[Coral-List] MPAs

James M. Cervino cnidaria at earthlink.net
Tue Mar 14 10:33:00 EST 2006

Thanks Doug and Les for your comments,

This is just an example of no matter how many MPAs are placed in the 
tropics global warming and abnormal SSTs will continue destroy the 
skin residing on the surfaces of coral skeletons.  I recently went to 
a presentation in the Bahamas (Abacos) focusing on the implementation 
of an MPA.  We found it shocking that this plan never addressed the 
protection of the component of the habitat that houses the fishes in 
the MPA plan; the corals.   The corals will not be protected; it's as 
simple as that.  Never once during this 2hr presentation did we see 
any safeguards to protect the reef from nutrient pollution and 
dredging as a result of a newly designed golf course that will reside 
very close to the MPA.   So, forget about global warming, we cannot 
even step up to the plate and fight local developers let alone the 
controlling the new energy policy put together by the Cheney 
administration regarding the control of heat trapping emissions. 

Look what MPAs have done for the GBR: 


Good point, James.
     Several people have pointed out that an MPA can only control what people do
in the MPA, they can't control global warming, and only a reserve that included
the entire watershed or catchment could have any way to control the 
sediment and
nutrients that come into the MPA.  An MPA is a marvelous tool, but if 
the public, or reef workers think it solves all the problems, we are 
in deeper trouble
than we realize.  Bleaching can easily kill all the coral in the 
finest MPA, I bet
it did that in 1998 in several places.
     Same goes for resilience, which is another great tool.  But if 
politicians think
that resilience programs will take care of reefs even if we have 
bleaching, well,
we can kiss our reefs goodby.  The fastest recovering reefs in the 
world will take
a minimum of 5 years to have good coral cover after mass death from bleaching.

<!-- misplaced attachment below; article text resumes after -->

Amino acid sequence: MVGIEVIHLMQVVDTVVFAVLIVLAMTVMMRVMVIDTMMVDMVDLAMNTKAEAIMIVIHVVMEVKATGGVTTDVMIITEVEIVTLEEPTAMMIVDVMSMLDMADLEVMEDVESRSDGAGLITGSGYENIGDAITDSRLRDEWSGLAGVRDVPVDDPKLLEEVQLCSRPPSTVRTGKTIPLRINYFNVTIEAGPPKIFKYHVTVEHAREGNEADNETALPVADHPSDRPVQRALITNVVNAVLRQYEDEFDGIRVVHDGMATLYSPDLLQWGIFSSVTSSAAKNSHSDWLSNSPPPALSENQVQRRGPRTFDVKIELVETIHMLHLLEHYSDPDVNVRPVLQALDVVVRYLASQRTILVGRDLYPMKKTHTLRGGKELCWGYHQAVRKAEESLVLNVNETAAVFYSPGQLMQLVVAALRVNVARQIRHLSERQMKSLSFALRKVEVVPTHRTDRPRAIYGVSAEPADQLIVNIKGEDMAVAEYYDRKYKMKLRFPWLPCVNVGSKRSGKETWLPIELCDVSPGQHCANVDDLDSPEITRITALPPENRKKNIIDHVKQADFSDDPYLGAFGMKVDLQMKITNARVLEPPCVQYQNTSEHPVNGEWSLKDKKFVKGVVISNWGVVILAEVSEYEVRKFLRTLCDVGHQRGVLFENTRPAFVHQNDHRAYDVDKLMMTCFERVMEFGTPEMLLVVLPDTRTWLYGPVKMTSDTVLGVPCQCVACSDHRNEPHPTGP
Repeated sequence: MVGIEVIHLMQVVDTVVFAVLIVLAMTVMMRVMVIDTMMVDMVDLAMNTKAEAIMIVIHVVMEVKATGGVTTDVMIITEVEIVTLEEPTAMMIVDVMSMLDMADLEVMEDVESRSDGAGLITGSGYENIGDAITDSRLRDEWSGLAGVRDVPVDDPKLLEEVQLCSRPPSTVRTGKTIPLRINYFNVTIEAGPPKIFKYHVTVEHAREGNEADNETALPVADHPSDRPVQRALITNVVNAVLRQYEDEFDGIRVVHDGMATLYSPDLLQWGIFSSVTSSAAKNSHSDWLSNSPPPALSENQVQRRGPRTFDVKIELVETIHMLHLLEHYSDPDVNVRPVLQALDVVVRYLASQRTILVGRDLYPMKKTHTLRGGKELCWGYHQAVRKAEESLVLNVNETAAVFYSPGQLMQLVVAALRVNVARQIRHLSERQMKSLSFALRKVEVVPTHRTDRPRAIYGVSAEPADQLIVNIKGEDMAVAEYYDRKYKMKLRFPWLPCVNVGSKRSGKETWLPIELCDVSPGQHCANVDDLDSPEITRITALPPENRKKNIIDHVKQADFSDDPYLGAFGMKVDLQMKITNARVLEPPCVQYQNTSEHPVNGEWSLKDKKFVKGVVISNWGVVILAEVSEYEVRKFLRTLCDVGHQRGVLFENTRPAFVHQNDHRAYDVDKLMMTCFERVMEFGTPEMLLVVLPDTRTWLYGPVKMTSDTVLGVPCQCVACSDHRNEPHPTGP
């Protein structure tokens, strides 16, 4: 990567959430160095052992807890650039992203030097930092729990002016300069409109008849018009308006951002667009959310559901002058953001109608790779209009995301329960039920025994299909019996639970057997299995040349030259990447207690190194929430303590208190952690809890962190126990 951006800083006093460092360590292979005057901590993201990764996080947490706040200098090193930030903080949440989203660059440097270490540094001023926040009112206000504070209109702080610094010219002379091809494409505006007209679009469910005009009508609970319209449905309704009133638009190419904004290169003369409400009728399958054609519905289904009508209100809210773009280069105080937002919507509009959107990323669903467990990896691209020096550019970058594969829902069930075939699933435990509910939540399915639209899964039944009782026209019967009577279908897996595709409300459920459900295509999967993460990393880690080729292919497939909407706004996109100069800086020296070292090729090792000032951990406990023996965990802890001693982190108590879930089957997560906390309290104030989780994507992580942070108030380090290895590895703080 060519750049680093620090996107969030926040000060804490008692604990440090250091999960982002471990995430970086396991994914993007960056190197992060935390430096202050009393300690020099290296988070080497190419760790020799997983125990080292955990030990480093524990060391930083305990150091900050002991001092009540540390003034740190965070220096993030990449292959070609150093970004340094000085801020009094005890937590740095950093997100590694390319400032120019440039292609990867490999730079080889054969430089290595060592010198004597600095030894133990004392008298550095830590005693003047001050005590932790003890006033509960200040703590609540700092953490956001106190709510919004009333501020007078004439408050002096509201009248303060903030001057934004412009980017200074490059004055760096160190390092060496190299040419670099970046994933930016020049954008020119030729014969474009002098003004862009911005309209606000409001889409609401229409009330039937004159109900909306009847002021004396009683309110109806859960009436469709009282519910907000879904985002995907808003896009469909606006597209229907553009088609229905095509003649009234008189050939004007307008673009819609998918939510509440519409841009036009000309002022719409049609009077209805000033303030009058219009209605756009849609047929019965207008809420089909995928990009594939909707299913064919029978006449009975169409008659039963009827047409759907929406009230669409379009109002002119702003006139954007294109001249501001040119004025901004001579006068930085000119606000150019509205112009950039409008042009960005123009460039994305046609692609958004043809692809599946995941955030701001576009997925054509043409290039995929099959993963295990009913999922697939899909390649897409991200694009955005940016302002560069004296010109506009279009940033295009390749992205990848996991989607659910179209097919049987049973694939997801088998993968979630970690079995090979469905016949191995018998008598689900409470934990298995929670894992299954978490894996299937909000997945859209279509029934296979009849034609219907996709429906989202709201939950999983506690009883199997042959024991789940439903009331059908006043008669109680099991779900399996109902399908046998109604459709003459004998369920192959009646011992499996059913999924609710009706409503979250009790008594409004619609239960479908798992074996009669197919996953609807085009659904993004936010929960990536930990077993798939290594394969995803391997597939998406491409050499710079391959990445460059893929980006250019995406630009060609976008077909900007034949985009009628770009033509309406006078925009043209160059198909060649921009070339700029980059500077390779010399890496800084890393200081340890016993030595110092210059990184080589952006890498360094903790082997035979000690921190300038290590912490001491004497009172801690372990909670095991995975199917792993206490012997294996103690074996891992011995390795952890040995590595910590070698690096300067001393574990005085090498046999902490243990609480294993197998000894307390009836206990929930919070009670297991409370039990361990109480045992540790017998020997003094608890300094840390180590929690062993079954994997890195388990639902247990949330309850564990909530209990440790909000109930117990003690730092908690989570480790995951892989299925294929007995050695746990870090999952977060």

Some will take 10 years, I bet most will take more.  But the best 
predictions are
that it won't be too long before we have annual summer bleaching, and 
then annual
mass deaths.  No coral reef can recover in one year, none.  Even if 
reefs had 10
years, they will be missing the old corals, the huge massive Porites, 
and a bunch
of others.  The reefs would be greatly altered.  But we are unlikely 
to have that
luxury, most likely most all will be dead.  We can't afford to let 
anyone, politicians
or otherwise, use resiliency programs as an excuse to let greenhouse 
gas emissions
continue unabated.
      I'm not saying that I've heard people use that as an excuse, I 
just think we'd
better be ready to not let anyone get away with it.
      It is likely that corals and zooxanthellae can do some adapting. 
How fast,
we don't know.  Good chance not fast enough.  Is that a risk we're 
willing to take?
Even if a few corals can adapt fast enough, the reefs will be 
radically altered,
leaving them open for all kinds of unforeseen problems.  Its a risk 
we can't afford
to take.
      The average Frenchman produces a third the greenhouse gases that Americans
and Australians produce (on a per capita basis).  France is a 
developed country.
I think that shows we can reduce greenhouse gas production radically, 
without destroying
our economies.  The average Chinese produces one sixth the greenhouse gases the
average American produces.  Do we have the right to tell them that 
no, they can't
produce as much greenhouse gases as we do, they can't develop, they 
must stay in
poverty, so we can keep the total greenhouse gas production down 
while Americans
waste energy in SUV's and produce six times as much?  I think not. 
Americans have
to reduce greenhouse gas production drastically, and China (and 
India) have to figure
out how to develop without producing as much as the states.  I suspect we could
do it if we wanted to and put our minds to it.    -Doug

Dr. James M. Cervino, MS, Ph.D.
Marine Pathology
Department of Biological & Health Sciences
Pace University New York NYC
Phone: (917) 620-5287
Web site: http://www.globalcoral.org

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